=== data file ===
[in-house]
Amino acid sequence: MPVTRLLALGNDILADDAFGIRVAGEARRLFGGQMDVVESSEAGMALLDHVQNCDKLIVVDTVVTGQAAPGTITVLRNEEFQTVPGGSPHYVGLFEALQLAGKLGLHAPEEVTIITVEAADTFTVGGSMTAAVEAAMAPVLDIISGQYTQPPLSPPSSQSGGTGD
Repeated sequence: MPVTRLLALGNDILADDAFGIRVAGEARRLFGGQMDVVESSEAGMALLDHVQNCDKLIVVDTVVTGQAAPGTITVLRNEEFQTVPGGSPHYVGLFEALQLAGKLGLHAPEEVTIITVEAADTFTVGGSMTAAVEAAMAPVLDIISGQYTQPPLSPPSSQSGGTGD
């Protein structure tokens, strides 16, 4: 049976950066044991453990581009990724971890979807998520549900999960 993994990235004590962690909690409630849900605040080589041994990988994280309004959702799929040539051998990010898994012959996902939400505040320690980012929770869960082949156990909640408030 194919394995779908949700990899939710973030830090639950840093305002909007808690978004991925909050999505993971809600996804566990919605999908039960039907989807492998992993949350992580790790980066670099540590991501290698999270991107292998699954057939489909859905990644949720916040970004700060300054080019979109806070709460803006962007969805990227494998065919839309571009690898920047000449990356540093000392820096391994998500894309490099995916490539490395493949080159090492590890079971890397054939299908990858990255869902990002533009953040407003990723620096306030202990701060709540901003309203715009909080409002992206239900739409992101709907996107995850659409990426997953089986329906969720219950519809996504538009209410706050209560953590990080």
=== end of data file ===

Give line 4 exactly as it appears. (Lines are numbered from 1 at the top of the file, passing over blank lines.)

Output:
């Protein structure tokens, strides 16, 4: 049976950066044991453990581009990724971890979807998520549900999960 993994990235004590962690909690409630849900605040080589041994990988994280309004959702799929040539051998990010898994012959996902939400505040320690980012929770869960082949156990909640408030 194919394995779908949700990899939710973030830090639950840093305002909007808690978004991925909050999505993971809600996804566990919605999908039960039907989807492998992993949350992580790790980066670099540590991501290698999270991107292998699954057939489909859905990644949720916040970004700060300054080019979109806070709460803006962007969805990227494998065919839309571009690898920047000449990356540093000392820096391994998500894309490099995916490539490395493949080159090492590890079971890397054939299908990858990255869902990002533009953040407003990723620096306030202990701060709540901003309203715009909080409002992206239900739409992101709907996107995850659409990426997953089986329906969720219950519809996504538009209410706050209560953590990080």